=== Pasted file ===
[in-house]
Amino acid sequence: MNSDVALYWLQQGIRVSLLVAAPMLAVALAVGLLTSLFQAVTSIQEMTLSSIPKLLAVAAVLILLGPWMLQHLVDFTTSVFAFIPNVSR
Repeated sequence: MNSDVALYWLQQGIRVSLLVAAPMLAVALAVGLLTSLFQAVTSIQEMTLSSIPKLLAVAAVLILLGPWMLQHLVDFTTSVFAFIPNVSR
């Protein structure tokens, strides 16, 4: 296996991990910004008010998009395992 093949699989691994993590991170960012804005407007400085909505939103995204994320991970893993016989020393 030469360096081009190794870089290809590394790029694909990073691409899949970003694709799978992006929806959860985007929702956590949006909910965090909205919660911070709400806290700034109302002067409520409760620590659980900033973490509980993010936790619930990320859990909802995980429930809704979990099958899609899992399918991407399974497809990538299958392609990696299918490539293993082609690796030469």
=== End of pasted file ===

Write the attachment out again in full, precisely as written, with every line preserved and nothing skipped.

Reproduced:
[in-house]
Amino acid sequence: MNSDVALYWLQQGIRVSLLVAAPMLAVALAVGLLTSLFQAVTSIQEMTLSSIPKLLAVAAVLILLGPWMLQHLVDFTTSVFAFIPNVSR
Repeated sequence: MNSDVALYWLQQGIRVSLLVAAPMLAVALAVGLLTSLFQAVTSIQEMTLSSIPKLLAVAAVLILLGPWMLQHLVDFTTSVFAFIPNVSR
């Protein structure tokens, strides 16, 4: 296996991990910004008010998009395992 093949699989691994993590991170960012804005407007400085909505939103995204994320991970893993016989020393 030469360096081009190794870089290809590394790029694909990073691409899949970003694709799978992006929806959860985007929702956590949006909910965090909205919660911070709400806290700034109302002067409520409760620590659980900033973490509980993010936790619930990320859990909802995980429930809704979990099958899609899992399918991407399974497809990538299958392609990696299918490539293993082609690796030469």